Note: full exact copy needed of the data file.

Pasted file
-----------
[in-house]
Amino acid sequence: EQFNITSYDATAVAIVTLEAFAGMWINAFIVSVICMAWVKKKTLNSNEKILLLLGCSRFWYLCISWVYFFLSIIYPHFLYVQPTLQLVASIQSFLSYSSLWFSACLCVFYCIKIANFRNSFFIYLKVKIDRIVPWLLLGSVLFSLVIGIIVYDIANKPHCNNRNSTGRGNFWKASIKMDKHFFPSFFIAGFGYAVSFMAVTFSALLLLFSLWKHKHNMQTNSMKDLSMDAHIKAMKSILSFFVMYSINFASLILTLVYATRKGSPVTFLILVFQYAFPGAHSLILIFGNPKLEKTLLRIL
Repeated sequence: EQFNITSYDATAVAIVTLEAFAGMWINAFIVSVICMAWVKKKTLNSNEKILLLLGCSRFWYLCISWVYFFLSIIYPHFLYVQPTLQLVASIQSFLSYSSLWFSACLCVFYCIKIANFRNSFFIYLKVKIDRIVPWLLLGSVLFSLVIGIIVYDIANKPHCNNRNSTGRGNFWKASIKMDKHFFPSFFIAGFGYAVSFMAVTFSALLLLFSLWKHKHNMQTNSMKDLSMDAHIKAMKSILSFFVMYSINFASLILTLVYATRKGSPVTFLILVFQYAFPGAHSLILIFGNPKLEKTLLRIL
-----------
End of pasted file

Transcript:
[in-house]
Amino acid sequence: EQFNITSYDATAVAIVTLEAFAGMWINAFIVSVICMAWVKKKTLNSNEKILLLLGCSRFWYLCISWVYFFLSIIYPHFLYVQPTLQLVASIQSFLSYSSLWFSACLCVFYCIKIANFRNSFFIYLKVKIDRIVPWLLLGSVLFSLVIGIIVYDIANKPHCNNRNSTGRGNFWKASIKMDKHFFPSFFIAGFGYAVSFMAVTFSALLLLFSLWKHKHNMQTNSMKDLSMDAHIKAMKSILSFFVMYSINFASLILTLVYATRKGSPVTFLILVFQYAFPGAHSLILIFGNPKLEKTLLRIL
Repeated sequence: EQFNITSYDATAVAIVTLEAFAGMWINAFIVSVICMAWVKKKTLNSNEKILLLLGCSRFWYLCISWVYFFLSIIYPHFLYVQPTLQLVASIQSFLSYSSLWFSACLCVFYCIKIANFRNSFFIYLKVKIDRIVPWLLLGSVLFSLVIGIIVYDIANKPHCNNRNSTGRGNFWKASIKMDKHFFPSFFIAGFGYAVSFMAVTFSALLLLFSLWKHKHNMQTNSMKDLSMDAHIKAMKSILSFFVMYSINFASLILTLVYATRKGSPVTFLILVFQYAFPGAHSLILIFGNPKLEKTLLRIL